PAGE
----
OPINION and COMMENTARY
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As part of their investigation into an armed disturbance at Fashion Fair Mall on March 4, police taped off the Fashion Fair Mall’s entrance.
It used to be that finding parking space near the entrance to Fashion Fair Mall was the most difficult part of a Fresno trip.
It is to avoid being shot or stabbed. At least that’s the perception. The vast majority of shoppers at Fresno’s main mall get their business done without trouble. Fashion Fair is the latest victim of some very publicized crimes.
Sunday, 6:20 p.m. A teen was stabbed in his armpit during a fight right outside the JC Penney shop. Another person suffered a concussion. A 27-year-old man was found hiding in a bathroom in a mall and was arrested for assault using a deadly weapon.
An earlier in the month, a group teenagers approached another young man at a mall entrance to demand his belongings. The teens then pulled a gun upon the victim.
Another altercation took place in the mall, where shots were fired. This confrontation almost a year ago led to the evacuation of part of Fashion Fair.
A body was found Monday in bushes near the JC Penney shop. Although it is not criminal, it is still disturbing. Police say the deceased person was not a victim of a crime, but could have overdosed on drug substances.
Safety at the mall
All the negative news can create an impression that Fashion Fair is dangerous to visit, day and night. According to Fresno Police Chief Paco Alderrama, this impression is false.
He stated that the mall receives 600,000 visitors each month. They are safe, non-threatening, and risk-free trips.
What has gotten the public’s attention, especially over the past holiday season, were brazen robberies at malls in Southern California and the Bay Area. Many robbers would cover their faces and run into jewelry shops and high-end retailers to smash display cases, then run off with merchandise.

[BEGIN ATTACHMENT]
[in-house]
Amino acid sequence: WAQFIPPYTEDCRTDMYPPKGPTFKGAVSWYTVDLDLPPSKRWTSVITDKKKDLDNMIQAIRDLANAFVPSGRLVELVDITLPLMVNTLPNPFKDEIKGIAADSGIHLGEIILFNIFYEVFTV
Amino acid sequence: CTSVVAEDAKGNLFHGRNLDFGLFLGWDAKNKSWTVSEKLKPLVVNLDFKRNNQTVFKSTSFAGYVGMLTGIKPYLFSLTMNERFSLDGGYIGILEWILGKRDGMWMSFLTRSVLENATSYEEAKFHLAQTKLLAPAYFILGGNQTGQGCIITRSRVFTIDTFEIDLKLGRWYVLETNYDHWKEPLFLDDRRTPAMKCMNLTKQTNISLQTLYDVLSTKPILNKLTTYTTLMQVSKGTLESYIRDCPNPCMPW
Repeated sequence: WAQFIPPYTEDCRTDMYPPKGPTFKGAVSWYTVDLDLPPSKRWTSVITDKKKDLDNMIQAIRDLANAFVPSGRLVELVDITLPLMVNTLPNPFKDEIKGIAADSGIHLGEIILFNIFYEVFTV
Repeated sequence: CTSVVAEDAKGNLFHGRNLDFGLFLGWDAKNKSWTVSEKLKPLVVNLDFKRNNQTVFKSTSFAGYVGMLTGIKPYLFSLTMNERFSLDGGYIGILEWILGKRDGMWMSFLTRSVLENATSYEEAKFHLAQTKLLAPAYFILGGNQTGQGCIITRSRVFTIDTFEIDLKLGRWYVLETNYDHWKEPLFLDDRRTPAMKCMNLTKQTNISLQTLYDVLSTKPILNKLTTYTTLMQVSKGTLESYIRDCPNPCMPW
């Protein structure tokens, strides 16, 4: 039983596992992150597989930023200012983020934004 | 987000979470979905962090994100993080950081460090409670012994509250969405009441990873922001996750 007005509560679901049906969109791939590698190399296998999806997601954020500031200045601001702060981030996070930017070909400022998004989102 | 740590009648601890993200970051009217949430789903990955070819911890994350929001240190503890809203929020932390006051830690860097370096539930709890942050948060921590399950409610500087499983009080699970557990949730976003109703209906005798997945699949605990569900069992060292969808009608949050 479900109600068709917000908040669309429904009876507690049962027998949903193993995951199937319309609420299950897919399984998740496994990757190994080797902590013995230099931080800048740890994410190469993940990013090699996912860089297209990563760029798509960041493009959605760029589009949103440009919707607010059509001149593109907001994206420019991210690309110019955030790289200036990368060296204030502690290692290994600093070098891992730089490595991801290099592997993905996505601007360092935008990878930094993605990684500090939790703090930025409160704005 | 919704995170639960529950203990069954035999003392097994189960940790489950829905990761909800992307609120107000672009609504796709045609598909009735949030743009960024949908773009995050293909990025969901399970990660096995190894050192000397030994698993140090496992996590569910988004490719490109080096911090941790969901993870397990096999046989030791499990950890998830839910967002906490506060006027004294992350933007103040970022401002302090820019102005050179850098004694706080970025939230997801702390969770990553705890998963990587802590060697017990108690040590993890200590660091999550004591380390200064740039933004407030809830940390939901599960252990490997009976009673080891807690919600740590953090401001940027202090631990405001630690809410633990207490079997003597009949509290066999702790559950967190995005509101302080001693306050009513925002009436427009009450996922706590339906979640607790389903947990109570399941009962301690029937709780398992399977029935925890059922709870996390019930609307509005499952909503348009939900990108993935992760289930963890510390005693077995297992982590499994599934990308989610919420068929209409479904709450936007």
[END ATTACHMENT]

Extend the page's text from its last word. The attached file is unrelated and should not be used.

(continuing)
In a survey of four California cities — Los Angeles, Oakland, San Diego, San Francisco — researchers found increases in property and violent crimes in 2021, compared to 2020.
These places aren’t Fresno but the perception of the news-consuming media is that crime in California is rising again. Because of this, tackling crime has become a top priority for both state and local elected officials.
Balderrama and Mayor Jerry Dyer agreed Monday that Fashion Fair Mall will have more police to enhance safety and improve public perception.
The mall has a contract with Fresno Police for two officers to be present during business hours. Balderrama will meet with Fashion Fair representatives in order to recommend that they add another officer.
Balderrama would be well advised to ask the mall to pay for two more officers to ensure that there are four people available when the stores are open. A sad truth is that simply is the cost of doing business in today’s climate, one Fashion Fair can ill afford not to pay.
Fresno’s main retail area is the mall. It is home to Macy’s biggest stores in town, along with the Apple store (the only one in the central San Joaquin Valley), H and M, JC Penney and other retailers, including numerous jewelry stores.
Perhaps the heightened security can be reduced after six to twelve months. It all depends on getting the message across to troublemakers that they will face arrest if they do something stupid at the mall.
In the meantime, Fashion Fair’s owner and Fresno police must convince the public that Fashion Fair is safe to shop at.
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Editorials are the collective opinion and opinions of The Fresno Bee Editorial Board. They do not reflect individual opinions of board members or the views of Bee journalists in the news section. Bee reporters are not allowed to participate in editorial board discussions or make decisions.
The board includes Editor Joe Kieta, Opinion Editor Tad Weber, Vida en el Valle Editor Juan Esparza Loera and Vida staff writer Maria Ortiz Briones.
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Tad Weber is The Bee’s opinion editor. As such, he is responsible for writing local editorials, Valley Voices, and letters to The Bee’s editor.